I was also asked at the Lifestyle Design Workshop if I had any regrets about my decision. We were mainly talking about my major decision to leave home and Saudi and not specifically about quitting my job. I answered that I had no regrets so far. Honestly, I was only being diplomatic in a room full of educated, professional and intelligent women. But the real answer is: “I genuinely wish I had made that decision much earlier.” So not only do I not regret it, I actually think it was such a wise and positive decision that I should’ve made it a long time ago. But of course: a) everything happens for a reason. b) I’m explaining to you now how I did try to make that move when I was only 18 and I failed. So it’s not like I haven’t given it a go when I was much younger.

I plan to write another post about how my late decision has affected me as a person, and how it largely influenced my character and my relationships with others. This will be an interesting post for everyone who is looking to take a big or risky life changing decision.

After quitting my corporate IT support job in the summer of 2008, I spent a whole year discovering myself and my interests, career prospects, reading spiritual books (more details into that later) and reading the Quran. I would say that taking a spiritual approach towards my decision was the main empowering element that helped me take that big leap.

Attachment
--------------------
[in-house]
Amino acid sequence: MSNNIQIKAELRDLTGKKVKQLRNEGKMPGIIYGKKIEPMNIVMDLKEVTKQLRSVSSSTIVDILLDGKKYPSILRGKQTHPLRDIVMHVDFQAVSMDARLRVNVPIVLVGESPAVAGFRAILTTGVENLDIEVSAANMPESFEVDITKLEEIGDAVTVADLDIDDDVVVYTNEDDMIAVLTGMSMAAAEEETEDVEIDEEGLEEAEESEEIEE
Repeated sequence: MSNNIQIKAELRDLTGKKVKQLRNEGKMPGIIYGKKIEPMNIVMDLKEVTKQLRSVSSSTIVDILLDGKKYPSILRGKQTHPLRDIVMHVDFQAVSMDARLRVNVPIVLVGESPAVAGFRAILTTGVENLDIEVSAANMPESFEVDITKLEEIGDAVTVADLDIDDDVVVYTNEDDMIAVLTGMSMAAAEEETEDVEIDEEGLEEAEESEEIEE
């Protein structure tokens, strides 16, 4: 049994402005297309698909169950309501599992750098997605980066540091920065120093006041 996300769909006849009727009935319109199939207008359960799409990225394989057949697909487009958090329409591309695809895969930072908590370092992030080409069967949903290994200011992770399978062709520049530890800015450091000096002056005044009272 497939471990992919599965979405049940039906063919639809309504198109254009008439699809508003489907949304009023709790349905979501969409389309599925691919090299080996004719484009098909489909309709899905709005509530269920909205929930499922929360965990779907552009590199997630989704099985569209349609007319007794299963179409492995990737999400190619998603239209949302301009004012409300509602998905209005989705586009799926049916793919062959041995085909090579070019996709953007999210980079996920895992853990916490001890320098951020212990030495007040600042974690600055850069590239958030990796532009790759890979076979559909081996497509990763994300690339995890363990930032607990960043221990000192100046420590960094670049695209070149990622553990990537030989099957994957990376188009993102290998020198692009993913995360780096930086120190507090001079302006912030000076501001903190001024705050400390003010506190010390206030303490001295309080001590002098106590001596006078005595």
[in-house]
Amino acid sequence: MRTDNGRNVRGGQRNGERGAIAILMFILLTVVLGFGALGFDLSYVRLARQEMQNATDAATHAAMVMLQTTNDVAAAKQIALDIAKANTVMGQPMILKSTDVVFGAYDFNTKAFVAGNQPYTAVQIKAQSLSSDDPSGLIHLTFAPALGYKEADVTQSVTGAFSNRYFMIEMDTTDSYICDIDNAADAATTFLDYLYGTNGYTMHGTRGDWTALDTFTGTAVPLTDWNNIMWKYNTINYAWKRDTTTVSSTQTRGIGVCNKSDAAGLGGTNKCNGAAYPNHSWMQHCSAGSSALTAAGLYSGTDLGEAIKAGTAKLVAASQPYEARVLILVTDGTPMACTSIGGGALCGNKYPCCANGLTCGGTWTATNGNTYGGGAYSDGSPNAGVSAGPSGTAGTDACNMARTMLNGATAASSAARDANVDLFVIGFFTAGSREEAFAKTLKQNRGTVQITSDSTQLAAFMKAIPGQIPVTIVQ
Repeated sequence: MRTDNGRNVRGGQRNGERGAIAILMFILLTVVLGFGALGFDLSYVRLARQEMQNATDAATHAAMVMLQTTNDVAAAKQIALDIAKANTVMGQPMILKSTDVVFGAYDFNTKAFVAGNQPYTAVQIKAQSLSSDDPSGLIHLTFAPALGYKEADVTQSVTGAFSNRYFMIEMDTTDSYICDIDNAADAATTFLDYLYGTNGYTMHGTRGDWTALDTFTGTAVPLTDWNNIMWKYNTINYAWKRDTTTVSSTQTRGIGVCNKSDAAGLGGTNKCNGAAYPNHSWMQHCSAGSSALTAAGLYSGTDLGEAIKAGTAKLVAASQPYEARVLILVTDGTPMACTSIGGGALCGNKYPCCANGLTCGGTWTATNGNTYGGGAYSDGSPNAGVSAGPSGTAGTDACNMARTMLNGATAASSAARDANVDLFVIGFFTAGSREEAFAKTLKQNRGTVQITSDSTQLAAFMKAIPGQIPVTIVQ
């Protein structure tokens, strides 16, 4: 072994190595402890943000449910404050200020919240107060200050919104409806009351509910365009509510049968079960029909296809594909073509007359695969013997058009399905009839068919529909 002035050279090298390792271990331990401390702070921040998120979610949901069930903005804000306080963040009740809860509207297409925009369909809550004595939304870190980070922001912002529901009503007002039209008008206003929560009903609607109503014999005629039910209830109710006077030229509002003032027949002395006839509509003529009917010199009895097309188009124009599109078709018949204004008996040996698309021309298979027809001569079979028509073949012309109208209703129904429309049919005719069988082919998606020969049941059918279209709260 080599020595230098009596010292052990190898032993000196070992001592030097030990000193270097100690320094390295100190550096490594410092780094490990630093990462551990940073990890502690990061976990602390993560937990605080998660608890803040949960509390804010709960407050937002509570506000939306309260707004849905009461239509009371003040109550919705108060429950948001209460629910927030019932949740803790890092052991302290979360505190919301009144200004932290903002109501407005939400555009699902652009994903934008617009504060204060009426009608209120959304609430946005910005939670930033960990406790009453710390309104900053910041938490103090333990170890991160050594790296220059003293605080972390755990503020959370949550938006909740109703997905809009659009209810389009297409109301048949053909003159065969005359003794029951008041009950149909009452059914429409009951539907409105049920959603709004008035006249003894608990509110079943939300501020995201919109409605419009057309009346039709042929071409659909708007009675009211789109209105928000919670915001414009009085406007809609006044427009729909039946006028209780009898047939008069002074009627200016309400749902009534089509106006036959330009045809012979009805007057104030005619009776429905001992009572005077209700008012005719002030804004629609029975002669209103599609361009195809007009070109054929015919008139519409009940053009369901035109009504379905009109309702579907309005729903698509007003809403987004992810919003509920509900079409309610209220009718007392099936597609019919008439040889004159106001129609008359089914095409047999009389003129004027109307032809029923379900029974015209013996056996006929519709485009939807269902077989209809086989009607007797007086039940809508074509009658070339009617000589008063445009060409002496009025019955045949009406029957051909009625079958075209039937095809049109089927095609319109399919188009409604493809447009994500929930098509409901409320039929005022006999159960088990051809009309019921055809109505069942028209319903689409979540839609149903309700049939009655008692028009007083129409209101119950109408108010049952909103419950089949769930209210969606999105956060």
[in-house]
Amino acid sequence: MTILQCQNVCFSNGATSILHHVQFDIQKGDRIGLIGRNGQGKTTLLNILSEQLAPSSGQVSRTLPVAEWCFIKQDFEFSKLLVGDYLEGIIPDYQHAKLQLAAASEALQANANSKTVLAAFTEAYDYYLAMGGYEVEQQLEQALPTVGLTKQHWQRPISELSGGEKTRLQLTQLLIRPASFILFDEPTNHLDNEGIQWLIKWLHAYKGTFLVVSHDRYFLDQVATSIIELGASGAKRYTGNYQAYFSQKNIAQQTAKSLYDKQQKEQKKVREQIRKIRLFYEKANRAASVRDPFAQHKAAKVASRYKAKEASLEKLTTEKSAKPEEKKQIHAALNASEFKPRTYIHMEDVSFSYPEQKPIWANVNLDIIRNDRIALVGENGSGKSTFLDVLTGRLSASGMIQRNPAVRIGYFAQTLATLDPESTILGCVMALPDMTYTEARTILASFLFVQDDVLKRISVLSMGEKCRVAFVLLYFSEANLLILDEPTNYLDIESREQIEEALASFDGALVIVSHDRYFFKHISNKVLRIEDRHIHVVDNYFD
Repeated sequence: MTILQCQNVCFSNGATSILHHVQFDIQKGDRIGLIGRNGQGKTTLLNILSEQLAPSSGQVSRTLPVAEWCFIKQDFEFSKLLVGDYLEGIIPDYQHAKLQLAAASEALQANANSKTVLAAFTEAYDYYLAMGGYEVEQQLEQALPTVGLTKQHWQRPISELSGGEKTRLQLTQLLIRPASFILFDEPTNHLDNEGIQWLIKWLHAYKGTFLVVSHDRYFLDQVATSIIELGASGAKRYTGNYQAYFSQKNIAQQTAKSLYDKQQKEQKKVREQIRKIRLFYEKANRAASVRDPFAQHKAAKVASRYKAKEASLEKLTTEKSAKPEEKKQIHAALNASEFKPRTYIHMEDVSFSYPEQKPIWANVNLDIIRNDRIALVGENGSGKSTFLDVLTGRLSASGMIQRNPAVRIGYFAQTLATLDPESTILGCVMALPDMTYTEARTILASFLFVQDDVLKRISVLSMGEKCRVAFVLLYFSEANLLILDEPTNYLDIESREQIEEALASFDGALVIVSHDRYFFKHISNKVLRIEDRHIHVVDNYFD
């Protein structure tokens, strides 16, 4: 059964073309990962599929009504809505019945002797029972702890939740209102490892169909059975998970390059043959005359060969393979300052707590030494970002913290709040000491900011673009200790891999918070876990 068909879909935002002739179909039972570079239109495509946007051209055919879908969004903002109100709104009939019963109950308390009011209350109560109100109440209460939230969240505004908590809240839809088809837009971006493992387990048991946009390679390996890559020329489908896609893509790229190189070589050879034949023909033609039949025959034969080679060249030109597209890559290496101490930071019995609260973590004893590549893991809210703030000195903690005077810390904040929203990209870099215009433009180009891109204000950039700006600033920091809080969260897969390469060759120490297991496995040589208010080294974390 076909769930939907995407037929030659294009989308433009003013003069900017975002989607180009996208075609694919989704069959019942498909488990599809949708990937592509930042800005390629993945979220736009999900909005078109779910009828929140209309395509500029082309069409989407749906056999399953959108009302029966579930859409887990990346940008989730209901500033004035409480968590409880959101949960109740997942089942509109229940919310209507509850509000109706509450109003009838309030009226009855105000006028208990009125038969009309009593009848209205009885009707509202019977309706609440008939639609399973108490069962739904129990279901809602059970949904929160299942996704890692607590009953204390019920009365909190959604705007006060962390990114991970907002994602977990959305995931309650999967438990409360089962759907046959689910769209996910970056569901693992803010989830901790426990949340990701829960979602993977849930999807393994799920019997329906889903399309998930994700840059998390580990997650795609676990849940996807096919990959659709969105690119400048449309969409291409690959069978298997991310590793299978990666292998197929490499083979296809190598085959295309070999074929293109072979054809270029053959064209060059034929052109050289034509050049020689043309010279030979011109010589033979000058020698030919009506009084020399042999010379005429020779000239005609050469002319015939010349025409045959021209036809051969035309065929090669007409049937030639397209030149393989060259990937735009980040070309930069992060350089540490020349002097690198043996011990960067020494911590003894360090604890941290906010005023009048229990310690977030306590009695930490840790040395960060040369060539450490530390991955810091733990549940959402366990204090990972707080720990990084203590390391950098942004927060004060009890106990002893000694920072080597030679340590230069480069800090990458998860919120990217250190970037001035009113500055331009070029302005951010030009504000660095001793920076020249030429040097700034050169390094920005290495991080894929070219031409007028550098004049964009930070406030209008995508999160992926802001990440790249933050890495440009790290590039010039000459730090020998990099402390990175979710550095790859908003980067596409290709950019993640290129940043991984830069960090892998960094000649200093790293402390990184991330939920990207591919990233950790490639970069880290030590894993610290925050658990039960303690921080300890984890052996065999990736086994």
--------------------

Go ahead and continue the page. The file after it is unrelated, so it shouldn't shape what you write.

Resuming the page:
It wasn’t an easy decision to make to pack everything that is of importance to me and to leave. At that time, no one knew that this would be a one-way trip and that I wouldn’t visit home again. Until today, I’m not certain that I won’t be back. As some external factors might force me to go back or to visit. But what I know is that the words of a former colleague at my first internship in Dubai were right. She told the editor or another lady at the office (I can’t remember): “Yes, she left Saudi and she’s not going back.” All I recall is that at that time, I myself wasn’t 100% certain that I will never be back. This conversation was sometime in May or June of 2010 – shortly after I first moved to Dubai. Almost six years later, I still haven’t visited Saudi or been back for any reason.